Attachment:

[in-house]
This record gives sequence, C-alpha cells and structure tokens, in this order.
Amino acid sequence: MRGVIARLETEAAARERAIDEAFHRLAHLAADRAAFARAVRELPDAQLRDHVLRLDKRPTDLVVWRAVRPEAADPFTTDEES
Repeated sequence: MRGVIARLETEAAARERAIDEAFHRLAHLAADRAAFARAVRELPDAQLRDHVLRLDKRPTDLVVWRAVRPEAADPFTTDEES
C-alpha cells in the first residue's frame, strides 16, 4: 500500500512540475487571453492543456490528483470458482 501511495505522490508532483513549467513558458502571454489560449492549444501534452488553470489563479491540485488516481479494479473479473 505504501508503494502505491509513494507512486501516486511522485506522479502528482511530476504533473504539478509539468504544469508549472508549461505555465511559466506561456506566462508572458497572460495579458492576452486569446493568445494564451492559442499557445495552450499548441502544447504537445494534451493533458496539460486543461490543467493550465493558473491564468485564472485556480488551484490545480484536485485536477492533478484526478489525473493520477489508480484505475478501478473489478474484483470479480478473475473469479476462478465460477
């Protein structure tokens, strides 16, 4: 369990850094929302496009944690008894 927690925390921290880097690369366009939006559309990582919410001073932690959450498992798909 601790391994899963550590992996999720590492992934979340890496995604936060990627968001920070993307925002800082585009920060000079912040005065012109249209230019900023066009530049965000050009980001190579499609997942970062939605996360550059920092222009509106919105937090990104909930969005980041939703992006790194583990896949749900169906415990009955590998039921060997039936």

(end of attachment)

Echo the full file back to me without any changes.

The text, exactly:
[in-house]
This record gives sequence, C-alpha cells and structure tokens, in this order.
Amino acid sequence: MRGVIARLETEAAARERAIDEAFHRLAHLAADRAAFARAVRELPDAQLRDHVLRLDKRPTDLVVWRAVRPEAADPFTTDEES
Repeated sequence: MRGVIARLETEAAARERAIDEAFHRLAHLAADRAAFARAVRELPDAQLRDHVLRLDKRPTDLVVWRAVRPEAADPFTTDEES
C-alpha cells in the first residue's frame, strides 16, 4: 500500500512540475487571453492543456490528483470458482 501511495505522490508532483513549467513558458502571454489560449492549444501534452488553470489563479491540485488516481479494479473479473 505504501508503494502505491509513494507512486501516486511522485506522479502528482511530476504533473504539478509539468504544469508549472508549461505555465511559466506561456506566462508572458497572460495579458492576452486569446493568445494564451492559442499557445495552450499548441502544447504537445494534451493533458496539460486543461490543467493550465493558473491564468485564472485556480488551484490545480484536485485536477492533478484526478489525473493520477489508480484505475478501478473489478474484483470479480478473475473469479476462478465460477
């Protein structure tokens, strides 16, 4: 369990850094929302496009944690008894 927690925390921290880097690369366009939006559309990582919410001073932690959450498992798909 601790391994899963550590992996999720590492992934979340890496995604936060990627968001920070993307925002800082585009920060000079912040005065012109249209230019900023066009530049965000050009980001190579499609997942970062939605996360550059920092222009509106919105937090990104909930969005980041939703992006790194583990896949749900169906415990009955590998039921060997039936």